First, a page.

It's been a rude awakening to the year. Patsy and I have been putting together some rough proposals for a funding grant to try and secure the next three years of project work between St Mary's and the National Trust. We thought the deadline was March 1st and that with purposeful endeavour we might be able to put a competitive submission to the Arts and Humanities Funding Council together. Unfortunately the deadline has been shifted to January 28th which seems a daunting prospect in terms of collating the information needed, but with the Principal keen for us to push ahead there seems nothing for it other than to get our heads down and plough forward.
We're working with Natalie, a frighteningly smart intern just up from Oxford, who's more or less been put in charge of making sure we stick to the many mini deadlines over the next three weeks. We have a 9am briefing with her every morning to keep everything on track.
In some ways there's a sense of exhilaration about this new way of working and I suspect offers a glimpse of a more research focused future for the college, where we have to invest some time generating income in order to secure our work. I think just being a good teacher with a focus on the development of your students is probably no longer enough. The not unwelcome pressure is also to research and publish. For all the inconvenience and anxiety of having to respond quickly to the change of deadline I do feel that I'm on a huge new learning curve; the world is changing and it's probably wise to try and ride the first waves.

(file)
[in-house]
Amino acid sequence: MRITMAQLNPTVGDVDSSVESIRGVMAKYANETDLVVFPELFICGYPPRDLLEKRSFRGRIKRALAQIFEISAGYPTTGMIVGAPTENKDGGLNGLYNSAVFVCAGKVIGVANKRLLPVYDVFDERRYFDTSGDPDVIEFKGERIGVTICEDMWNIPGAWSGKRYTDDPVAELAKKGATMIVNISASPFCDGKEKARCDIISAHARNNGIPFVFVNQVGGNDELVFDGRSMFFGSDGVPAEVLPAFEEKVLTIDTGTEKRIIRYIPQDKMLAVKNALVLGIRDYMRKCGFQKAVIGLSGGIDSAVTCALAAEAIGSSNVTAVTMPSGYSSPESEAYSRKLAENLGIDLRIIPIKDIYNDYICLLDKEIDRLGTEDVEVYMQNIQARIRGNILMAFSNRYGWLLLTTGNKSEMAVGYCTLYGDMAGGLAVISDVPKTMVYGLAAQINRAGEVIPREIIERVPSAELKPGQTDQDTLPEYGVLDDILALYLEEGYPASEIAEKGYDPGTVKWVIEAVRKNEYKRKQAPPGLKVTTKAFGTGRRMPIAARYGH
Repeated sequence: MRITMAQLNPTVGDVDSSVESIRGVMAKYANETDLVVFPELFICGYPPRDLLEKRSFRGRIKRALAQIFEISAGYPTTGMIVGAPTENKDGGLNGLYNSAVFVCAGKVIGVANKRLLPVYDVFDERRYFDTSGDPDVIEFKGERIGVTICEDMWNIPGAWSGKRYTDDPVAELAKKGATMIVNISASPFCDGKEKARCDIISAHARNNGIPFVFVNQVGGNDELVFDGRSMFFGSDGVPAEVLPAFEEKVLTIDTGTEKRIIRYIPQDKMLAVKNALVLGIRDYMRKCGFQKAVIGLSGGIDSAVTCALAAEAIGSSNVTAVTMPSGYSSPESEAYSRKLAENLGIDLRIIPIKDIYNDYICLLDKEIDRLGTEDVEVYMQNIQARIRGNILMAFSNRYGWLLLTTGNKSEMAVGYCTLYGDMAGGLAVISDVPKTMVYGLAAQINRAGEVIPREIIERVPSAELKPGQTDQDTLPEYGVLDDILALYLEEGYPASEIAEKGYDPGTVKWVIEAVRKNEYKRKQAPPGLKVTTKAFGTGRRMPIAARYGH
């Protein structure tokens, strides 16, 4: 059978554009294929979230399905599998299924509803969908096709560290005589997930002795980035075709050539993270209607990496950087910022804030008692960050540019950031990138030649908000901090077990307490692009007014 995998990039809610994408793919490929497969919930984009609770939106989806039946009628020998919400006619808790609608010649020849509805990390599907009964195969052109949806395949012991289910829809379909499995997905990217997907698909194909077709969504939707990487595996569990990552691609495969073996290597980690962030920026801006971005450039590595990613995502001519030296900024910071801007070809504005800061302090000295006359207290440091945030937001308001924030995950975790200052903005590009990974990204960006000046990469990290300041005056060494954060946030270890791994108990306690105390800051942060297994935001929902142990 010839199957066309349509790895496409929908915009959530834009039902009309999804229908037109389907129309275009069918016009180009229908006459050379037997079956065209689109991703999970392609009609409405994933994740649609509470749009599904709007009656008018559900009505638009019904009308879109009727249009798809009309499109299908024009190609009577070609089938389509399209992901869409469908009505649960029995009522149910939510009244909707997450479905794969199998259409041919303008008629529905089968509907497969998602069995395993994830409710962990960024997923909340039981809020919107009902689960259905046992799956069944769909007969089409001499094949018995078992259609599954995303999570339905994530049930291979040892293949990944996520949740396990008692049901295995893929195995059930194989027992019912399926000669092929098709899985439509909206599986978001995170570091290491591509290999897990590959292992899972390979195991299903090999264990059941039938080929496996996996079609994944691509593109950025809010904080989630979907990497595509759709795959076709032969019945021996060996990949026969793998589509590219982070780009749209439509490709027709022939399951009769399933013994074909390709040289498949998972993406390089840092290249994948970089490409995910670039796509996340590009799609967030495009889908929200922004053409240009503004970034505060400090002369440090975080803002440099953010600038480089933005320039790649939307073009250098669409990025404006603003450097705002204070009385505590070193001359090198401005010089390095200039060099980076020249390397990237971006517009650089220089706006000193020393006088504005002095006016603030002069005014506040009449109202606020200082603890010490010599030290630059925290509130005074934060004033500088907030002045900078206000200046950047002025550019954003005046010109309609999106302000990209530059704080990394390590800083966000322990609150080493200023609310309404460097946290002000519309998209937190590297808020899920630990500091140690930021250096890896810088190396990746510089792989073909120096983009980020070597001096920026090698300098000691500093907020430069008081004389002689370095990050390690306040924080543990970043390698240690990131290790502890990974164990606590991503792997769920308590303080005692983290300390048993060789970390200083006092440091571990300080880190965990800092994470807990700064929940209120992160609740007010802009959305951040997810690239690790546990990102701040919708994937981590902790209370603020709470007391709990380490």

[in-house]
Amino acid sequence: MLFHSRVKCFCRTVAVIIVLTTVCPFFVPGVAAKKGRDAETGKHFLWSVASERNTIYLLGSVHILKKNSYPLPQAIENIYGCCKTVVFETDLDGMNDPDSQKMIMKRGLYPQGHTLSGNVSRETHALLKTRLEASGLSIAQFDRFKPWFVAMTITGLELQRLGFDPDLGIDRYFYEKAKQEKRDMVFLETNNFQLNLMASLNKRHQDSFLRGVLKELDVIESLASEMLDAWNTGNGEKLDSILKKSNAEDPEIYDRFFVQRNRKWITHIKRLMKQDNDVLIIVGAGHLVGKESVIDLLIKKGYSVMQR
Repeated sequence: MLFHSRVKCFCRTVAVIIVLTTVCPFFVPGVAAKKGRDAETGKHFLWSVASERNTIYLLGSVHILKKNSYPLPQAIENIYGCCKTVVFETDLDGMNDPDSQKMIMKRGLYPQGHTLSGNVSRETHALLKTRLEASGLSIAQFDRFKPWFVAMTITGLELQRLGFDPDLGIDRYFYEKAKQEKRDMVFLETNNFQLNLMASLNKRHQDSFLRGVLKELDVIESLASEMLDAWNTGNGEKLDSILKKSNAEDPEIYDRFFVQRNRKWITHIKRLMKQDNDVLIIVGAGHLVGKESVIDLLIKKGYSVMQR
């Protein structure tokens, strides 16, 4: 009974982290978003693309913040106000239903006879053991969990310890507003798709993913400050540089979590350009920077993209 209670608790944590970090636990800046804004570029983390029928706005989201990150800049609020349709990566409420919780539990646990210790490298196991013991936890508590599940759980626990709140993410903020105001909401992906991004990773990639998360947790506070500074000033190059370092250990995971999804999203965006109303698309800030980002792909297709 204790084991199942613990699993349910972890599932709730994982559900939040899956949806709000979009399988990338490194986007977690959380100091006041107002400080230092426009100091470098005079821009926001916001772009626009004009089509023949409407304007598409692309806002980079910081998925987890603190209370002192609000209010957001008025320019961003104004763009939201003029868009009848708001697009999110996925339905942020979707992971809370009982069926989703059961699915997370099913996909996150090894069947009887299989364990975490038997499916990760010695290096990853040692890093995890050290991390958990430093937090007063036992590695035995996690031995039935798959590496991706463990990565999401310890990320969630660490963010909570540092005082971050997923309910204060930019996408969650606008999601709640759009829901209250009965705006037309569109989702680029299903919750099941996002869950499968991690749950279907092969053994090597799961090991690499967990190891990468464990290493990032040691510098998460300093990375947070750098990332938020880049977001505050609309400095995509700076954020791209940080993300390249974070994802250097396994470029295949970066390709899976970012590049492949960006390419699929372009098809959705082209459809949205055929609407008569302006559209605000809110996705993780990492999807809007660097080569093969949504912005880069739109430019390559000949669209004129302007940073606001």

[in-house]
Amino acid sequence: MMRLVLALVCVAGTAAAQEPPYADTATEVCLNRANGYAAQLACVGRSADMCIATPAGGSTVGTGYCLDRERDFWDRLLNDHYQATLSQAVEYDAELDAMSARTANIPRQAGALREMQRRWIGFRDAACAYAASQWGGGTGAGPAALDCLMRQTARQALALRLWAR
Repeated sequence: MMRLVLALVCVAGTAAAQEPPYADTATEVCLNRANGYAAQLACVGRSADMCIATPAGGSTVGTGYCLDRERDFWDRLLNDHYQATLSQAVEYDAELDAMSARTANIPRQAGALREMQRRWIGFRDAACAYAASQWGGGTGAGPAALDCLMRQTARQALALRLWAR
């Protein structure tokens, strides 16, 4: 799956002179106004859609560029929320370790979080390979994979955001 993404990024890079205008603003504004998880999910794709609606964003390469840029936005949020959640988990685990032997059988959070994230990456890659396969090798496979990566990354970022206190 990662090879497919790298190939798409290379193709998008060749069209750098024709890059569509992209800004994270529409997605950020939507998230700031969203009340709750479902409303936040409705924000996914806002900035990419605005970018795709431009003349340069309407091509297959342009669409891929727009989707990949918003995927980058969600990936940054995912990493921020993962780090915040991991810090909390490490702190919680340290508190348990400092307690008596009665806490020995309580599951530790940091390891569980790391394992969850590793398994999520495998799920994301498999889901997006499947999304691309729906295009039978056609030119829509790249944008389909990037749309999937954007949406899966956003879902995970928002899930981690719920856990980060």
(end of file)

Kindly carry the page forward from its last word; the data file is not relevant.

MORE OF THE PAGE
The challenge for St Mary's will be to keep a sense of its pastoral community. It's always felt as familiar as a village post office, but there are some external economic threats that need to be recognised and faced. Can we keep the easy way in which we relate to each other and students whilst developing a reputation for high class scholarship and research? Or does one priority necessarily diminish the other? The cosy days of coffee breaks and speculations might be pushed to one side in favour of impact assessments and publication deadlines. If we can do this whilst maintaining a commitment to treating each student as a unique individual then it might not be a bad thing. This is a very special place in which to learn. I'm hope adding rigour to our academic endeavours will not threaten that.